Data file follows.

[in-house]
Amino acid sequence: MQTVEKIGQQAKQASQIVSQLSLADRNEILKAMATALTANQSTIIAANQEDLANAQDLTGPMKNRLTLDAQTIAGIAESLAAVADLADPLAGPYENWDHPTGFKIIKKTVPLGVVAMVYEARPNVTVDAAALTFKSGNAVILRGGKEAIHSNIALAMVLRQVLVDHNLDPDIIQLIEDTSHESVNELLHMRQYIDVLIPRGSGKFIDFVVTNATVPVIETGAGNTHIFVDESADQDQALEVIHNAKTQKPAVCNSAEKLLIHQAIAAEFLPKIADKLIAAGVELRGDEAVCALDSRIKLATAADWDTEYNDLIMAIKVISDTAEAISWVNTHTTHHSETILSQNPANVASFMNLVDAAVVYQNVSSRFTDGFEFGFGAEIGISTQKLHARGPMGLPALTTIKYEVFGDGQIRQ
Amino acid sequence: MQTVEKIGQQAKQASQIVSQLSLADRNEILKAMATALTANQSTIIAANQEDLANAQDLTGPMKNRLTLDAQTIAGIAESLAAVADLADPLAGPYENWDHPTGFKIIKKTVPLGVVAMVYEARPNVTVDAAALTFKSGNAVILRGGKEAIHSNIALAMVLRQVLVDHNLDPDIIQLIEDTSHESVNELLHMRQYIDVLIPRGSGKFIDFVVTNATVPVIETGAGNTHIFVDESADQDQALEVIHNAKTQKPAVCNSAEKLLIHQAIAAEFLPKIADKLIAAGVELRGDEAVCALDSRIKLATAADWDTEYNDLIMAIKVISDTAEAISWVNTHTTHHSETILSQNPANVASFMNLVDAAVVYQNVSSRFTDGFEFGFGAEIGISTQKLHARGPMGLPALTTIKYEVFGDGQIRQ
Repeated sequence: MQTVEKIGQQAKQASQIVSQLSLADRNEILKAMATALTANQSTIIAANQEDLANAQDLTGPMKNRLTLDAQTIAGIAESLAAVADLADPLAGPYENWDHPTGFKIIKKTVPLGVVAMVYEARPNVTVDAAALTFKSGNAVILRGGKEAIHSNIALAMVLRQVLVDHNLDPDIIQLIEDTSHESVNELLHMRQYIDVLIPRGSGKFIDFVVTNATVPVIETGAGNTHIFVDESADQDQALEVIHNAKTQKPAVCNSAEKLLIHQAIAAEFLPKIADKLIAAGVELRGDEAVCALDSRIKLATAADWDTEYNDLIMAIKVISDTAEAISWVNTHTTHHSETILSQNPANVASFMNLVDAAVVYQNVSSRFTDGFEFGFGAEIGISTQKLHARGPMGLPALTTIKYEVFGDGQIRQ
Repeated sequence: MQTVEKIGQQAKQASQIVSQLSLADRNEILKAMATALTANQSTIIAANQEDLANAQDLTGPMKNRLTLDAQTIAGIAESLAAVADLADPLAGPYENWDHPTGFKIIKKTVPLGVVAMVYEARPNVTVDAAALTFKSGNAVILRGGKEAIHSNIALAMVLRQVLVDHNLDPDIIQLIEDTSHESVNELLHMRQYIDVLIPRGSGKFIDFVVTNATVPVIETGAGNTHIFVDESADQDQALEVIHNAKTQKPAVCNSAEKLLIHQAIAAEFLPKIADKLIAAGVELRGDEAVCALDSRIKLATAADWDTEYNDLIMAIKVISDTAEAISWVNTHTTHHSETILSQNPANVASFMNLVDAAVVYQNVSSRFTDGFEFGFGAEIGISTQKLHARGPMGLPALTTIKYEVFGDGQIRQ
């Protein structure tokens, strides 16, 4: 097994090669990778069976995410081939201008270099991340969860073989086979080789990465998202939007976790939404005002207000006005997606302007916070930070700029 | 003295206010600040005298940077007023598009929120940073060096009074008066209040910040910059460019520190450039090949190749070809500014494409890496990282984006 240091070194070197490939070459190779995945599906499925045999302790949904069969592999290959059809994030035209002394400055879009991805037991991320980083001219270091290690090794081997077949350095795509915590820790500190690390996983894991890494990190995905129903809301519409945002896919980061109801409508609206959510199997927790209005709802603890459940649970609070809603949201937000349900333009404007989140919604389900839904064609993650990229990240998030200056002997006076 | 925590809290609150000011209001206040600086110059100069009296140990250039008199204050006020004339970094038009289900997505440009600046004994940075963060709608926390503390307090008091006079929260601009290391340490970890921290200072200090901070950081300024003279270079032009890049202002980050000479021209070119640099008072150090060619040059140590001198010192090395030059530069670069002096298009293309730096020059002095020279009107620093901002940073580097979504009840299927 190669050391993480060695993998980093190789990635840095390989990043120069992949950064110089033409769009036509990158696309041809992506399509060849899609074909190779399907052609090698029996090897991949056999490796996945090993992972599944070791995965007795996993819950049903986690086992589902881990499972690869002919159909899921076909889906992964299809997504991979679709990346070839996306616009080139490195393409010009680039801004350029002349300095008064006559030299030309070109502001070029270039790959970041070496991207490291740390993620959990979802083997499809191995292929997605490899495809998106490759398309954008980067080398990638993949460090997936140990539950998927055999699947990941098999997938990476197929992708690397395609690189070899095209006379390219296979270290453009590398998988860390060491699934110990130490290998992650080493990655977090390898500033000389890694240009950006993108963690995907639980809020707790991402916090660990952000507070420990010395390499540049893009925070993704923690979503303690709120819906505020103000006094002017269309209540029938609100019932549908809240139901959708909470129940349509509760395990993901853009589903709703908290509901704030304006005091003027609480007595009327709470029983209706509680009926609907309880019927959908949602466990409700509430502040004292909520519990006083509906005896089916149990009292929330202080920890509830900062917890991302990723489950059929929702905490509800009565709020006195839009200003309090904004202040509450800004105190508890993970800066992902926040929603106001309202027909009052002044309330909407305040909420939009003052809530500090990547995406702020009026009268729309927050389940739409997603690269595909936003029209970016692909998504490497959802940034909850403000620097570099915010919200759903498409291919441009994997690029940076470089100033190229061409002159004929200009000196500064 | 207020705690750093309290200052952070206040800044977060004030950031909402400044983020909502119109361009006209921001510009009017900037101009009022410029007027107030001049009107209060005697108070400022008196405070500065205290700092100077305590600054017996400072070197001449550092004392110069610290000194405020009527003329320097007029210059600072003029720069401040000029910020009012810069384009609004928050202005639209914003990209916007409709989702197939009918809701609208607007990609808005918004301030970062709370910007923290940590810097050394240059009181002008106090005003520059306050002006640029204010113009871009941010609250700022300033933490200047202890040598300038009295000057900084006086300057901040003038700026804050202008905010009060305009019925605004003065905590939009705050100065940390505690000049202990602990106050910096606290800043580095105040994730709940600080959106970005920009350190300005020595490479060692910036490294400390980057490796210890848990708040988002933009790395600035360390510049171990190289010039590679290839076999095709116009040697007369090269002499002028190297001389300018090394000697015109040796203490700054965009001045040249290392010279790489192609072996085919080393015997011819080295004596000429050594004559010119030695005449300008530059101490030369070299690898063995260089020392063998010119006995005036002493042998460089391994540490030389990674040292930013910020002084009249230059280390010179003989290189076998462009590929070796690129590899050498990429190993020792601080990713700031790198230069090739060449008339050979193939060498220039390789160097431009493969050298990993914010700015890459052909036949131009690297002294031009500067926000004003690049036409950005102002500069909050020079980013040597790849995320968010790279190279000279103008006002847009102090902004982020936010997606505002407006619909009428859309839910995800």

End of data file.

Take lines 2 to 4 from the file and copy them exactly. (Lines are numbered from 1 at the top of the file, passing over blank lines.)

Amino acid sequence: MQTVEKIGQQAKQASQIVSQLSLADRNEILKAMATALTANQSTIIAANQEDLANAQDLTGPMKNRLTLDAQTIAGIAESLAAVADLADPLAGPYENWDHPTGFKIIKKTVPLGVVAMVYEARPNVTVDAAALTFKSGNAVILRGGKEAIHSNIALAMVLRQVLVDHNLDPDIIQLIEDTSHESVNELLHMRQYIDVLIPRGSGKFIDFVVTNATVPVIETGAGNTHIFVDESADQDQALEVIHNAKTQKPAVCNSAEKLLIHQAIAAEFLPKIADKLIAAGVELRGDEAVCALDSRIKLATAADWDTEYNDLIMAIKVISDTAEAISWVNTHTTHHSETILSQNPANVASFMNLVDAAVVYQNVSSRFTDGFEFGFGAEIGISTQKLHARGPMGLPALTTIKYEVFGDGQIRQ
Amino acid sequence: MQTVEKIGQQAKQASQIVSQLSLADRNEILKAMATALTANQSTIIAANQEDLANAQDLTGPMKNRLTLDAQTIAGIAESLAAVADLADPLAGPYENWDHPTGFKIIKKTVPLGVVAMVYEARPNVTVDAAALTFKSGNAVILRGGKEAIHSNIALAMVLRQVLVDHNLDPDIIQLIEDTSHESVNELLHMRQYIDVLIPRGSGKFIDFVVTNATVPVIETGAGNTHIFVDESADQDQALEVIHNAKTQKPAVCNSAEKLLIHQAIAAEFLPKIADKLIAAGVELRGDEAVCALDSRIKLATAADWDTEYNDLIMAIKVISDTAEAISWVNTHTTHHSETILSQNPANVASFMNLVDAAVVYQNVSSRFTDGFEFGFGAEIGISTQKLHARGPMGLPALTTIKYEVFGDGQIRQ
Repeated sequence: MQTVEKIGQQAKQASQIVSQLSLADRNEILKAMATALTANQSTIIAANQEDLANAQDLTGPMKNRLTLDAQTIAGIAESLAAVADLADPLAGPYENWDHPTGFKIIKKTVPLGVVAMVYEARPNVTVDAAALTFKSGNAVILRGGKEAIHSNIALAMVLRQVLVDHNLDPDIIQLIEDTSHESVNELLHMRQYIDVLIPRGSGKFIDFVVTNATVPVIETGAGNTHIFVDESADQDQALEVIHNAKTQKPAVCNSAEKLLIHQAIAAEFLPKIADKLIAAGVELRGDEAVCALDSRIKLATAADWDTEYNDLIMAIKVISDTAEAISWVNTHTTHHSETILSQNPANVASFMNLVDAAVVYQNVSSRFTDGFEFGFGAEIGISTQKLHARGPMGLPALTTIKYEVFGDGQIRQ